SA Constitutional Court finds government liable for prisoner contracting TB in pre-trial detention

Mr Lee, was detained at Pollsmoor Maximum Security Prison in pre-trial detention from 1999 to 2004, appearing in court no fewer than 70 times. Mr Lee contracted TB while in prison. The court found there is a legal duty on the responsible authorities to provide adequate health care services as part of the constitutional right of all prisoners to conditions of detention that are consistent with human dignity. The court further found there is a probable chain of causation between the negligent omissions by the responsible authorities and Mr Lee’s infection with TB. The case was remitted to the High Court to determine the amount of damages.

The applicant, Mr Lee, was detained at Pollsmoor Maximum Security Prison from 1999 to 2004, spending two months on bail during 2000. He was tried for various financial crimes and found not guilty. Mr Lee is now 66.  

The respondent is the Minister for Correctional Services. The Treatment Action Campaign, Wits Justice Project and Center for Applied Legal Studies, were admitted as amici curiae.

Mr Lee contracted tuberculosis (TB) while in prison. Mr Lee sued the Minister for damages on the basis that the poor prison health management resulted in his becoming infected. 

The following appeared in the Statement of Agreed Factual Findings: the applicant was not infected with TB when he arrived at Pollsmoor; the responsible authorities were “pertinently aware of the risk” of inmates contracting TB; TB is an airborne communicable disease which spreads easily especially in confined, poorly ventilated and overcrowded environments; Pollsmoor is notoriously congested and inmates are confined to close contact for as much as 23 hours every day – this providing ideal conditions for transmission; on occasion, the lock-up total was as much as 3052 inmates and single cells regularly housed three inmates; communal cells were filled with double and sometimes triple bunks; the responsible authorities relied on a system of inmates self reporting their symptoms upon admission to the prison and during incarceration; and the control of TB at Pollsmoor depends upon effective screening of incoming inmates, the isolation of infectious patients and the proper administration of the necessary medication over the prescribed period of time.

During his incarceration the applicant regularly underwent sputum tests, the results of which were negative until June 2003. He was diagnosed with TB after three years of his incarceration.

Despite this diagnosis and the possibility that he  would remain contagious for at least another two weeks, the applicant was returned to his cell where he was confined for up to 23 hours with at least one other person.

The High Court upheld the claim on the basis that the prison authorities had failed to take reasonable steps to prevent Mr Lee from contracting TB.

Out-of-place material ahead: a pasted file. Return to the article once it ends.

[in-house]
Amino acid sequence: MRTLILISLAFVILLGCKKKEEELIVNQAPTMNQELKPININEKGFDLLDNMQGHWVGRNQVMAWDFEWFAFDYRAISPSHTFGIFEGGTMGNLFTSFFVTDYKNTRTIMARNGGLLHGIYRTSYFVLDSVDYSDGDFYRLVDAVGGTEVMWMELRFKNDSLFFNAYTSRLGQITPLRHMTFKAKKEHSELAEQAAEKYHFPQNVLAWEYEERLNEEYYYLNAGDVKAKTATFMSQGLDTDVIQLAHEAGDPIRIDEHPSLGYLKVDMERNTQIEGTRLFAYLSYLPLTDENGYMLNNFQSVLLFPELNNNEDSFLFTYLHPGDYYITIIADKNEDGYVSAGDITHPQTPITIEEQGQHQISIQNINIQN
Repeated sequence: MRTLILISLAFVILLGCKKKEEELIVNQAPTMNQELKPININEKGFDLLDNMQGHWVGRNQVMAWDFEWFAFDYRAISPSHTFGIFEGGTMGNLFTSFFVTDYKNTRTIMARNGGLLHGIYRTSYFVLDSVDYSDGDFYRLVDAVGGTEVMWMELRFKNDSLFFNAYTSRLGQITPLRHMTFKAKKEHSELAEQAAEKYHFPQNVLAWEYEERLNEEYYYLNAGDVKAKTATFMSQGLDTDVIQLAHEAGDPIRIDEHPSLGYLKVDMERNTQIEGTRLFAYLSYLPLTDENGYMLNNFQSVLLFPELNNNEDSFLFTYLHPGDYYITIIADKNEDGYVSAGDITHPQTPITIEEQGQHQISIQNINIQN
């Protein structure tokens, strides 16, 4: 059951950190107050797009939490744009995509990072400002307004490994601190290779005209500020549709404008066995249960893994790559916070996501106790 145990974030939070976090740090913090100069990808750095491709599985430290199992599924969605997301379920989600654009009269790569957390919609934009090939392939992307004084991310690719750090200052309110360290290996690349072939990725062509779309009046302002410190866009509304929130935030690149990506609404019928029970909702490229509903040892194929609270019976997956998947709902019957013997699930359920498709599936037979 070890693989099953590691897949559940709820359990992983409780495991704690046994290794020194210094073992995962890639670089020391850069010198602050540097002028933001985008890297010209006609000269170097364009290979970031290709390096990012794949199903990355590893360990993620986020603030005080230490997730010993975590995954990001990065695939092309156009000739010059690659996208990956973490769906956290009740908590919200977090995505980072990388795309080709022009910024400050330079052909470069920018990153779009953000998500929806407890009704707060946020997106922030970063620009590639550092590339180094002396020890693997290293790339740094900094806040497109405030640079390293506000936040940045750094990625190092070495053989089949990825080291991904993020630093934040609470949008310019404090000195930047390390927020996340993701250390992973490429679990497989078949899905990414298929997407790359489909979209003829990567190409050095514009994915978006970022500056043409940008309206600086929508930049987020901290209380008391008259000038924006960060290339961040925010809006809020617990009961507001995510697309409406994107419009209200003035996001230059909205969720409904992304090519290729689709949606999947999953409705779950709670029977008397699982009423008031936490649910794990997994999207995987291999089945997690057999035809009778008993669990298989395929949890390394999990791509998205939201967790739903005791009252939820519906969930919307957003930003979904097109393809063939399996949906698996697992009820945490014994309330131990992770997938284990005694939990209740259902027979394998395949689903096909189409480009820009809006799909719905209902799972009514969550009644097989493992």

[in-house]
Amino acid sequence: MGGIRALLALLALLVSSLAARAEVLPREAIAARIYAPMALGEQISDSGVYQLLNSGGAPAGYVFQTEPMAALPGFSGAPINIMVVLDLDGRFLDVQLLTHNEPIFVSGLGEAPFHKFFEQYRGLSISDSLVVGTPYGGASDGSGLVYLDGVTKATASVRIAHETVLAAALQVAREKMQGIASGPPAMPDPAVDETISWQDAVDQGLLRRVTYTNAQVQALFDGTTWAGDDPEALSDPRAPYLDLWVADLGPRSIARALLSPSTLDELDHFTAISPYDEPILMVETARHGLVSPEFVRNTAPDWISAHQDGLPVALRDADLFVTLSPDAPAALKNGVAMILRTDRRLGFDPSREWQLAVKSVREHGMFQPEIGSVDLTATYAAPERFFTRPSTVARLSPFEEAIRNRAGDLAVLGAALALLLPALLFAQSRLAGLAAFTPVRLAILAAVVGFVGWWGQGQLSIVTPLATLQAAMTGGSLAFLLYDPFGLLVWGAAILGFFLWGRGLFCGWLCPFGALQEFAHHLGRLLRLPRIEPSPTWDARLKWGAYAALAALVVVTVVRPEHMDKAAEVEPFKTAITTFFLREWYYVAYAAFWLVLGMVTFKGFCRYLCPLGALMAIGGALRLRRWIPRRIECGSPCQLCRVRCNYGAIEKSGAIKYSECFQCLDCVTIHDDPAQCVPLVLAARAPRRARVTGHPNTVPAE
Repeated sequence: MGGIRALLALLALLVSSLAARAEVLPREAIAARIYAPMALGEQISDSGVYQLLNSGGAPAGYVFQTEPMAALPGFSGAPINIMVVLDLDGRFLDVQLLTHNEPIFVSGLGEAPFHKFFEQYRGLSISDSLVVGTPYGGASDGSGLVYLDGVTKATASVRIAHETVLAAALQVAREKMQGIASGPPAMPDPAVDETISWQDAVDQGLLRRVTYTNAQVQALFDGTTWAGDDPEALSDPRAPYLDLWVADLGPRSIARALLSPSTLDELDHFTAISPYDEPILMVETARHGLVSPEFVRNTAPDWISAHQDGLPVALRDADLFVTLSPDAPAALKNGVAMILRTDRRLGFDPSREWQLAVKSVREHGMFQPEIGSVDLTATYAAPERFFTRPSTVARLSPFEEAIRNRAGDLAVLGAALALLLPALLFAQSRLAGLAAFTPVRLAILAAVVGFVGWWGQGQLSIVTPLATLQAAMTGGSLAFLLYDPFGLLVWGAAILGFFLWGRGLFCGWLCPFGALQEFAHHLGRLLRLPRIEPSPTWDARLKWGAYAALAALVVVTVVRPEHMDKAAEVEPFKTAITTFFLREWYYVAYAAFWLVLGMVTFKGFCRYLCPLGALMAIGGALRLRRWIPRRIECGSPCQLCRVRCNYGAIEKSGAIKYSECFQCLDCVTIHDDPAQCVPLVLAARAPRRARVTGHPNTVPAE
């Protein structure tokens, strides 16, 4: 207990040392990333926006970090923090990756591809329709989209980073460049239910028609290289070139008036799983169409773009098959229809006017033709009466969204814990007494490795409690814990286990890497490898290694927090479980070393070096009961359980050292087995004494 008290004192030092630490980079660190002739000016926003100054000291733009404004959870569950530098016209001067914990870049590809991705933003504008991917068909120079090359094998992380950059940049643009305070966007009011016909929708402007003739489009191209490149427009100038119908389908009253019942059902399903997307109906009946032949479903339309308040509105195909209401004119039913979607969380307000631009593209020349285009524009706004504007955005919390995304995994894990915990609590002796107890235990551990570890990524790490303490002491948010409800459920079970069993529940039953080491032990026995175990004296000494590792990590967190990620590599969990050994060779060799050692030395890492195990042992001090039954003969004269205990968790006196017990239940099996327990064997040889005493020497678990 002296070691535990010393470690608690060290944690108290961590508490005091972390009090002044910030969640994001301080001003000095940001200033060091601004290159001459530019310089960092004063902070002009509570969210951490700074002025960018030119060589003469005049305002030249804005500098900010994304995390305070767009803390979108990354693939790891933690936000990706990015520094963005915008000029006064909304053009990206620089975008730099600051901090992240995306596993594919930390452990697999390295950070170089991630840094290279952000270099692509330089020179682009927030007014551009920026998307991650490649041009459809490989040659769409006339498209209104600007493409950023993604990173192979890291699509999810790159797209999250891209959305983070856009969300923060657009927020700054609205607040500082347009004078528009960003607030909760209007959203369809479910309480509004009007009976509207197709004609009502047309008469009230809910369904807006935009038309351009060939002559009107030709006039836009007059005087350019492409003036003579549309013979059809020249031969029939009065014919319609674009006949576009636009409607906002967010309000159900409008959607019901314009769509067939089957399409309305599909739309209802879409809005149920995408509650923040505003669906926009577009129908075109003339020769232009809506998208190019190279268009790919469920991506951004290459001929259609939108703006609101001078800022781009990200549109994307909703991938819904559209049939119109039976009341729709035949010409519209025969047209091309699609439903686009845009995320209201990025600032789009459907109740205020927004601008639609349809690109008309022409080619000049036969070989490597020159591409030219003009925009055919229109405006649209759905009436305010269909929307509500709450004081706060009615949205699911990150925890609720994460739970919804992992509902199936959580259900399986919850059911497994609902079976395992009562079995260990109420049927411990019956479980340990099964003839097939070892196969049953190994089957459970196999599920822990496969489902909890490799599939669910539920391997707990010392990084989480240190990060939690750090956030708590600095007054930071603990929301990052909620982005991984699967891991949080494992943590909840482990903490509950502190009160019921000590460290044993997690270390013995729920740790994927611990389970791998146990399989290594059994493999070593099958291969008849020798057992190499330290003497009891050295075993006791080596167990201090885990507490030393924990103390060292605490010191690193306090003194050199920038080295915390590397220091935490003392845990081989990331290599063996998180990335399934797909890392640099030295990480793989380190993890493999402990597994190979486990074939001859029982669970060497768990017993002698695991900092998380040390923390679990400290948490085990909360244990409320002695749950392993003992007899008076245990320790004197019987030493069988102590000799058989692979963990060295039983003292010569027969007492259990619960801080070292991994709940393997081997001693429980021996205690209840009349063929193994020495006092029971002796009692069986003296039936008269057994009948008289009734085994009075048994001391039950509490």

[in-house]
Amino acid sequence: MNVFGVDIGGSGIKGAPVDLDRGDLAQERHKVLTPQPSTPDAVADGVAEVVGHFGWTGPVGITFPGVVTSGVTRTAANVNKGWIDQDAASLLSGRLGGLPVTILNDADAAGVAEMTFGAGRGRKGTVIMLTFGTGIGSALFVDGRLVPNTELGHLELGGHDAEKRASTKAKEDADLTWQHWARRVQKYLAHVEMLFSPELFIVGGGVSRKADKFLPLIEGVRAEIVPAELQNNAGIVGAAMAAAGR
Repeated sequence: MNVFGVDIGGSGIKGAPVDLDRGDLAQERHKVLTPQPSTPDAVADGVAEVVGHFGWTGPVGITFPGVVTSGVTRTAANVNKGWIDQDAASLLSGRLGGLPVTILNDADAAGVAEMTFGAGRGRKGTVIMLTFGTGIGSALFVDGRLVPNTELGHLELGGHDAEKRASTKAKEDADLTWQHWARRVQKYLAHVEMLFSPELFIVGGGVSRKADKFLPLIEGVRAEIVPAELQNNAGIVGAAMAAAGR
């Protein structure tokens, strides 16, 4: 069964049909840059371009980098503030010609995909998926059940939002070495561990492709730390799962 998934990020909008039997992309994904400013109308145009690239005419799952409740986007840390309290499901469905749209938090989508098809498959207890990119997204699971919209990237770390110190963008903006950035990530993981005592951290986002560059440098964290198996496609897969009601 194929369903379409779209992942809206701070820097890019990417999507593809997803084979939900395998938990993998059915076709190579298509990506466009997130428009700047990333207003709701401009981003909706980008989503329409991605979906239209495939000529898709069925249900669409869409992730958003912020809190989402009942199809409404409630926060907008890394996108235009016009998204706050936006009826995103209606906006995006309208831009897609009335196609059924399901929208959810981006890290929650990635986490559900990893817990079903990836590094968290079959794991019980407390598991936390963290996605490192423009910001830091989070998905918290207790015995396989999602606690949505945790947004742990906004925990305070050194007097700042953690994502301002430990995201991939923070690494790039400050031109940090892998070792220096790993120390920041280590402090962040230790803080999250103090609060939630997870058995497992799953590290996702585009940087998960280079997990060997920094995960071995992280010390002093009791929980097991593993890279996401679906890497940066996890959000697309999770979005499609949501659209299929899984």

On appeal, the Supreme Court of Appeal (SCA) found that, while the prison authorities were negligent in their failure to maintain reasonably adequate systems to manage the disease, the Minister was not liable. The SCA found that Mr Lee had not proved that the presence of reasonable, precautionary measures would have completely eliminated his risk of contracting TB.

In the Constitutional Court, the majority held that the SCA, in applying the test for factual causation, adopted rigid deductive logic which necessitated the conclusion that because Mr Lee did not know the exact source of his infection, his claim had to fail.

The Constitutional Court held that our law has always recognised that the test for factual causation should not be applied inflexibly as was done by the SCA. The majority held further that on the approach adopted by the SCA it is unlikely that any inmate will ever be able to overcome the hurdle of causation and further that no effective alternate remedy will be available to a person in the position of the applicant.

The majority of the Constitutional Court, in a judgment written by Judge Nkabinde, noted that there is a legal duty on the responsible authorities to provide adequate health care services as part of the constitutional right of all prisoners to conditions of detention that are consistent with human dignity. In upholding Mr Lee’s claim, the majority held that there is a probable chain of causation between the negligent omissions by the responsible authorities and Mr Lee’s infection with TB.

The minority, in a judgment by Judge Cameron, held that it is not possible to conclude, on the existing test at common law, that the negligence of the prison authorities more probably than not caused Mr Lee to contract TB. This is because of the unique characteristics of TB. The minority found that Mr Lee could not show that in the specific case of his own infection, reasonable measures would probably have saved him from contracting TB. The minority agrees with the SCA that Mr Lee could not satisfy the existing test for causation. It found however, the resultant injustice in cases such as this, where the disease by its very nature defies the but-for inquiry, required the Court to develop the common law. The minority concluded that it would not be possible, on the available evidence, for the Court to consider properly and justly all the avenues of possible development, and their implications for the parties’ respective cases. The minority judgment would therefore have remitted the matter to the trial court, for it to consider the manner in which the common law ought to be developed.

Read the full judgment here.

© 2016 Dullah Omar Institute
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